Cinnamon Toast before and after baking. (Goran Kosanovic for The Washington Post)

The Internet is in mourning.

The Toast, beloved source of all things that are good, is shuttering today, July 1.

The Toast was so many things (IS! it will still exist, preserved in amber, for generations of Internet explorers to marvel at): a bastion of feminism and humor, one of the few sites on the Internet where reading the comments is like taking a warm and delightful bubble bath rather than jumping into a vat of acid, your one-stop shop for hilarious commentary on medieval art. But I think fundamentally the best thing about the Toast was that it did in a very specific and delightful way what the whole Internet was supposed to do: it made you feel less alone.

That is what the Internet is for, at its best. All the Likes and Retweets and Shares are ultimately to say, yeah, I saw it, too.

The Toast was the conversation that you have afterwards in the car to make sure someone else heard the same thing. It was the moment that you casually off-handed something accidentally referenced in conversation and someone first said, “Hold up, are you talking about [exactly what you’re talking about, something you thought no one else had ever heard or seen],” but multiplied hundreds of times.

The Toast was a wonderful beacon of Not Being Alone: if you wanted to laugh at Western Art or savor Dirtbag Hamlet or Hey Ladies or Dad Magazine or know what would happen if X were your Y or enjoy the Two Monks inventing Art or know whether or not you were in an E. M. Forster novel or — or — or — there is SO MUCH! But if I just listed great things written on the Toast I would start sobbing and this piece would balloon in length until its pixels wrapped around the sun.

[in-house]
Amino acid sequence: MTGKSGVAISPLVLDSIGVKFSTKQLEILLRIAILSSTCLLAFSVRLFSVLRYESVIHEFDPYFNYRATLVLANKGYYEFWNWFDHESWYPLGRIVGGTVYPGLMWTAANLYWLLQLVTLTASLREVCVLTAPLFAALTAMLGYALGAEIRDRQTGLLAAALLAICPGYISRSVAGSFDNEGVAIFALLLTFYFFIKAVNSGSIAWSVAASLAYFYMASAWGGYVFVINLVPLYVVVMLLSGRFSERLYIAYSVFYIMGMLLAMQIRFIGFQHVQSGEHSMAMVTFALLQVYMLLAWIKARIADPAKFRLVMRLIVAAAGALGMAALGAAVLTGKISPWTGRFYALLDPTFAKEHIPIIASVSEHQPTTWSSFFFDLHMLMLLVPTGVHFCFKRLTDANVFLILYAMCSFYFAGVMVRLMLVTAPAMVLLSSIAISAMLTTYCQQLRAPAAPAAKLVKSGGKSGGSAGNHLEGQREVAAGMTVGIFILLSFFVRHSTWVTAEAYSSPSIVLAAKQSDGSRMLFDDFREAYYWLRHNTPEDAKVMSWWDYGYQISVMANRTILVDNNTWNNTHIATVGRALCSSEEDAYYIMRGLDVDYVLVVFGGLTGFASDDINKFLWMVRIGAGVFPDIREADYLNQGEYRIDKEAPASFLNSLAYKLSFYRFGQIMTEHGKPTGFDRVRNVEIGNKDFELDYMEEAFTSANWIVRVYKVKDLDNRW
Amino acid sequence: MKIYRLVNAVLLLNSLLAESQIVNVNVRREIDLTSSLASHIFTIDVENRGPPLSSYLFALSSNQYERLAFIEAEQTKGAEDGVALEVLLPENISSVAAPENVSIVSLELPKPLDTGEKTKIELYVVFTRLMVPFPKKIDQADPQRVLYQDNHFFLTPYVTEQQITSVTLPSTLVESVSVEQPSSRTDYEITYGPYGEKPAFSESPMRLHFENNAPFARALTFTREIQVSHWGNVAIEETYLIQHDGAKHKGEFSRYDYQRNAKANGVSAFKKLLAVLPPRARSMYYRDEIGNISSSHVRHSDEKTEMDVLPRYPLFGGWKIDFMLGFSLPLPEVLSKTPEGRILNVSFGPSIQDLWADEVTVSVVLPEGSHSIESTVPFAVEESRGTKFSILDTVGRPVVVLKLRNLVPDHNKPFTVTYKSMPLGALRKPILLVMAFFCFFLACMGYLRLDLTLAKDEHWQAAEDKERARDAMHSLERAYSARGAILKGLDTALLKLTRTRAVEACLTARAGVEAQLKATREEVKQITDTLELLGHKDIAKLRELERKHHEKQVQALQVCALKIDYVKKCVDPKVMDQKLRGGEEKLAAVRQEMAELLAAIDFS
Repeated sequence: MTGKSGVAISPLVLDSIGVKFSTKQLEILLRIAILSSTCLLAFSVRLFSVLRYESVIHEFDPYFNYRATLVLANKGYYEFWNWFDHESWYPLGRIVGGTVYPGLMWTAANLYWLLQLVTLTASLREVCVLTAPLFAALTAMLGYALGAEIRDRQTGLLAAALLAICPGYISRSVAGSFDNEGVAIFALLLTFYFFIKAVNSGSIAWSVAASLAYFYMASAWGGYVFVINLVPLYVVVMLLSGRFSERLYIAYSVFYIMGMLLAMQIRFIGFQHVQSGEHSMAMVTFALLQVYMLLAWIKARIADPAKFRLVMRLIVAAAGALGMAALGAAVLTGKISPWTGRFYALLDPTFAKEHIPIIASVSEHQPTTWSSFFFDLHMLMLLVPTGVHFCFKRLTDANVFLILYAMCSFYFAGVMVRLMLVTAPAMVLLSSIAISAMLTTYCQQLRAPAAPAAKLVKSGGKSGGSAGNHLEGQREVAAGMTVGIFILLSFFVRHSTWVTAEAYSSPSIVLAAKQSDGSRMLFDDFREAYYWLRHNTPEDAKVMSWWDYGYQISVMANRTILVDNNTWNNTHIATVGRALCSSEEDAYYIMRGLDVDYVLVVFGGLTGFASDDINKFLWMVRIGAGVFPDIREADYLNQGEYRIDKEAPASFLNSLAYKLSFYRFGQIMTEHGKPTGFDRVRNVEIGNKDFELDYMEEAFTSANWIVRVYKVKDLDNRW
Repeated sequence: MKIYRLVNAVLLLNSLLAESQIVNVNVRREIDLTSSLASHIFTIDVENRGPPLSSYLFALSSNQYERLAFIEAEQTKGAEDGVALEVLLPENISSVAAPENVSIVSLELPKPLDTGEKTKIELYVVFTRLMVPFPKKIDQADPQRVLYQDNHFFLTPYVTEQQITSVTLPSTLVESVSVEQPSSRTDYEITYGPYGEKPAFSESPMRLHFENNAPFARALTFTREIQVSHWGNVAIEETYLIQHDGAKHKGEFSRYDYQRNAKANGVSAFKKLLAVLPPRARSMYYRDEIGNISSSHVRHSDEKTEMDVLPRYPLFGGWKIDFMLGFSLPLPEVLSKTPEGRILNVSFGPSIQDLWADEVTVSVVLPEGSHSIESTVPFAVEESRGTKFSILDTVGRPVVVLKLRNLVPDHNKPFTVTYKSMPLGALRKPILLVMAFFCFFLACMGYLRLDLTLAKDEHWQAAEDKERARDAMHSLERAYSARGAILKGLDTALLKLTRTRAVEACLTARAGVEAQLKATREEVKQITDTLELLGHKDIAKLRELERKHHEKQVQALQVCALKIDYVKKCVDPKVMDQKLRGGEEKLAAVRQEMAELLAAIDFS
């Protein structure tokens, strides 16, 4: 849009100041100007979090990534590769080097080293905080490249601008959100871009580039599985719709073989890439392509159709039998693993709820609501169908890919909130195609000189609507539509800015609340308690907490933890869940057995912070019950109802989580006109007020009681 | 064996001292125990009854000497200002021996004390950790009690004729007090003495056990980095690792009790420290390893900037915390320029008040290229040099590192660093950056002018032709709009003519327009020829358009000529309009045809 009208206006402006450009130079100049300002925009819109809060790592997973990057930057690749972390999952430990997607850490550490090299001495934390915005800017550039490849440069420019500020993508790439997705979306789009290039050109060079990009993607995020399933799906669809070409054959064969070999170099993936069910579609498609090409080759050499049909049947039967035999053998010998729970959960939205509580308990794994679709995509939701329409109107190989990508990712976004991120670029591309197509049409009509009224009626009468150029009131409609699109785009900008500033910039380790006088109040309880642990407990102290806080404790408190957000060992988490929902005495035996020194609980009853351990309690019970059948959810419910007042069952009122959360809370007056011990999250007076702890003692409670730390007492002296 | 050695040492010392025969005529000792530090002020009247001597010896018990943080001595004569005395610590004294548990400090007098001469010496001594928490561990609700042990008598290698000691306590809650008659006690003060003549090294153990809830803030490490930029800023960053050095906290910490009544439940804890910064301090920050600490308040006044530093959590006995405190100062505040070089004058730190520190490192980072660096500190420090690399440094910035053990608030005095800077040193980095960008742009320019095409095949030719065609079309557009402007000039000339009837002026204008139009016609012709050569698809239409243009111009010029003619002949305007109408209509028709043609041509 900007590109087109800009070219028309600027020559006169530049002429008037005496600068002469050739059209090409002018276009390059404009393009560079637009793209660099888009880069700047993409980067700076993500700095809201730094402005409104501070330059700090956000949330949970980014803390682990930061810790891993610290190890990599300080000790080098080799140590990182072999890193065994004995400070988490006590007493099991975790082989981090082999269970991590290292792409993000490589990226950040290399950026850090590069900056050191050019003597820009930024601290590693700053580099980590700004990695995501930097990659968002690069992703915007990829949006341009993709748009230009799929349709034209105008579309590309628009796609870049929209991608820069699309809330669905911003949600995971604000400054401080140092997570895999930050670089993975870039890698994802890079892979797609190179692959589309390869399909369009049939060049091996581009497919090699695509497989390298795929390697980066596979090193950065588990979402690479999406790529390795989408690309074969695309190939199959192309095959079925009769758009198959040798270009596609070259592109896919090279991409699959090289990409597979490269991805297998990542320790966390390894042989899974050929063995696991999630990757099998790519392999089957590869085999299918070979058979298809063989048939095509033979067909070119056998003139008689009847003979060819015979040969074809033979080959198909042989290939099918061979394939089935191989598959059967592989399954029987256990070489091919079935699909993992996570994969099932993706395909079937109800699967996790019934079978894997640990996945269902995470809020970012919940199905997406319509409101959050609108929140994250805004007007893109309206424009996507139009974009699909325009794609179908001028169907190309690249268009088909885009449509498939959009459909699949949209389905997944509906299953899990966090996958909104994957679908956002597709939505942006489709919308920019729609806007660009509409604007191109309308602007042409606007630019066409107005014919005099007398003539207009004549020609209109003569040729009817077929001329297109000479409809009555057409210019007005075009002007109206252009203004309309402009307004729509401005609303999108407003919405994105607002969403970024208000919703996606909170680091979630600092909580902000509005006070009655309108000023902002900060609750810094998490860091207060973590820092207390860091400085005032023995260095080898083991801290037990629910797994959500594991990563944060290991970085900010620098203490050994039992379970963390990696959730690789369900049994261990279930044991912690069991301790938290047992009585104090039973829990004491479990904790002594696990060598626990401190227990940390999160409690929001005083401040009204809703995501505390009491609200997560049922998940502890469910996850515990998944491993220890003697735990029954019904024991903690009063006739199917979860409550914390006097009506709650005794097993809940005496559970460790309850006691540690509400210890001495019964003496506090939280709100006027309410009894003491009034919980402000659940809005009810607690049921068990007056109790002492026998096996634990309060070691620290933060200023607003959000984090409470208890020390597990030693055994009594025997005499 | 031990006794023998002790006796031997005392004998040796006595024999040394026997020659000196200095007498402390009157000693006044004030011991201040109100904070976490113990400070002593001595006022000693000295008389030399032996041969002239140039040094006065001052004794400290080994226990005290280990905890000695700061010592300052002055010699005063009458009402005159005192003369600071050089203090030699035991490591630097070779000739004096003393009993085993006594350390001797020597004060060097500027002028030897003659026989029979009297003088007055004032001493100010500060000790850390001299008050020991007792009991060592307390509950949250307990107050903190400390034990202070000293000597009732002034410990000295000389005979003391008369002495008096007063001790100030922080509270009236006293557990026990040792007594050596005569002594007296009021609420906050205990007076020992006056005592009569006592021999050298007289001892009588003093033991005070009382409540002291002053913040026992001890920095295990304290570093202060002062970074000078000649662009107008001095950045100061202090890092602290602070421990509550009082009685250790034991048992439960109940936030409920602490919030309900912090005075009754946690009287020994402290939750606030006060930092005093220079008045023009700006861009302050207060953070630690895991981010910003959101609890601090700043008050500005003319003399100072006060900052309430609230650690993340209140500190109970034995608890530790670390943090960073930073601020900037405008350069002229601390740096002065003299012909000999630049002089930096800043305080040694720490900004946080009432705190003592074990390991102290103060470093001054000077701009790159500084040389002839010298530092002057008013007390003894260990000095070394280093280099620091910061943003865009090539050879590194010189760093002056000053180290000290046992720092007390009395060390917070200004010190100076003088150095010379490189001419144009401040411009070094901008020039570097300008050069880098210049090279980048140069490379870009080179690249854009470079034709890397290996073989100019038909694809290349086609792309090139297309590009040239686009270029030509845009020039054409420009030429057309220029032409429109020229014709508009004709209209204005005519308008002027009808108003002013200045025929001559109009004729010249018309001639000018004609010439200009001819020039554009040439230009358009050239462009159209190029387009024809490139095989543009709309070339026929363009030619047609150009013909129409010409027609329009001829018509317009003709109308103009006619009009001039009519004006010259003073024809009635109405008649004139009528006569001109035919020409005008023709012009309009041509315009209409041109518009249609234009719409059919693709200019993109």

Hillary Clinton may have already said this in her post. (Note to Hillary Clinton: Enough! First Hamilton, now this? Stop finding the things I like and making a big point of liking them so that people will know you are Okay! That was supposed to be my entire personality!)

But in all seriousness, I’ve always felt that the greatest potential of the Internet is to reward you for being your weirdest, most honest, most particular self. “I’d rather be nine people’s favorite thing,” goes the line from [title of show], “than one hundred people’s ninth favorite thing.” That was what the Toast was, and why so many people loved it so fiercely. The Toast was proof that you can build a whole community around that One Weird Thing that speaks to you.

It was there to say: Be your weirdest, truest self. Say the strange thing you really mean, make the joke that will fizzle in the big room but make one person in a corner guffaw for weeks afterward. That is how you find your people. That is what the Internet can be.

Thank you, Toast.